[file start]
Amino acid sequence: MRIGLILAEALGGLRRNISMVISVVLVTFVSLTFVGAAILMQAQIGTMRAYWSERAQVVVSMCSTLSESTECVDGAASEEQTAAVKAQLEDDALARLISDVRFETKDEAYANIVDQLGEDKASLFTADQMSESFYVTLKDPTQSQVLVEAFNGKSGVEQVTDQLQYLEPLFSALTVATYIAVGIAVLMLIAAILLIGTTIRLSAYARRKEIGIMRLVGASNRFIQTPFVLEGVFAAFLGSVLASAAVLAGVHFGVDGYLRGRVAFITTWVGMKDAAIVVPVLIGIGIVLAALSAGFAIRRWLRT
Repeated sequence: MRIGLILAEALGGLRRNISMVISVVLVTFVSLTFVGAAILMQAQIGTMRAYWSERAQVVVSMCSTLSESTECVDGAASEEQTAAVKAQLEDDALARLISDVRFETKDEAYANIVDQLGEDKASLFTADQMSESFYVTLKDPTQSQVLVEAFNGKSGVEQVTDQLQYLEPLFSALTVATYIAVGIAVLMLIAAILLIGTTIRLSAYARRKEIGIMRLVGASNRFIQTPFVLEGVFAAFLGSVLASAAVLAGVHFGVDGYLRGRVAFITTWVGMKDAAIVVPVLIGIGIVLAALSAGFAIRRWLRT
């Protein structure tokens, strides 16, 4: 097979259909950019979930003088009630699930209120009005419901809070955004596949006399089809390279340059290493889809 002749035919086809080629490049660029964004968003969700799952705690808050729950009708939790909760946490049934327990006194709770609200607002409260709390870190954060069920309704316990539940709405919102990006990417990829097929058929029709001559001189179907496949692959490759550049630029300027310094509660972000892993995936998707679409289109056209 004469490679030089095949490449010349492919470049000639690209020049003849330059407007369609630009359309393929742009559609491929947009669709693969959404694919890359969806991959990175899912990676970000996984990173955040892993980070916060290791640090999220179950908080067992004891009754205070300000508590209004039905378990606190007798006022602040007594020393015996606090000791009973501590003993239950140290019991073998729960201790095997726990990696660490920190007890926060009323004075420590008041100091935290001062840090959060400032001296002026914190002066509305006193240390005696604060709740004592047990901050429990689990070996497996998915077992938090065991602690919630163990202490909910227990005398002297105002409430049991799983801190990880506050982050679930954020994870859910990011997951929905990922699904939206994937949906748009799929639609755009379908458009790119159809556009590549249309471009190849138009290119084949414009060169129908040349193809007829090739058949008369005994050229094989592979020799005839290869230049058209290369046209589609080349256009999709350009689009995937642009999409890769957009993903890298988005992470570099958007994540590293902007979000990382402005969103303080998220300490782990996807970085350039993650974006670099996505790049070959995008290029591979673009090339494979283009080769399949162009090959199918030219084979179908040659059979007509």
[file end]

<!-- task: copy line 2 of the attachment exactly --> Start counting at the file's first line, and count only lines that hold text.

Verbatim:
Repeated sequence: MRIGLILAEALGGLRRNISMVISVVLVTFVSLTFVGAAILMQAQIGTMRAYWSERAQVVVSMCSTLSESTECVDGAASEEQTAAVKAQLEDDALARLISDVRFETKDEAYANIVDQLGEDKASLFTADQMSESFYVTLKDPTQSQVLVEAFNGKSGVEQVTDQLQYLEPLFSALTVATYIAVGIAVLMLIAAILLIGTTIRLSAYARRKEIGIMRLVGASNRFIQTPFVLEGVFAAFLGSVLASAAVLAGVHFGVDGYLRGRVAFITTWVGMKDAAIVVPVLIGIGIVLAALSAGFAIRRWLRT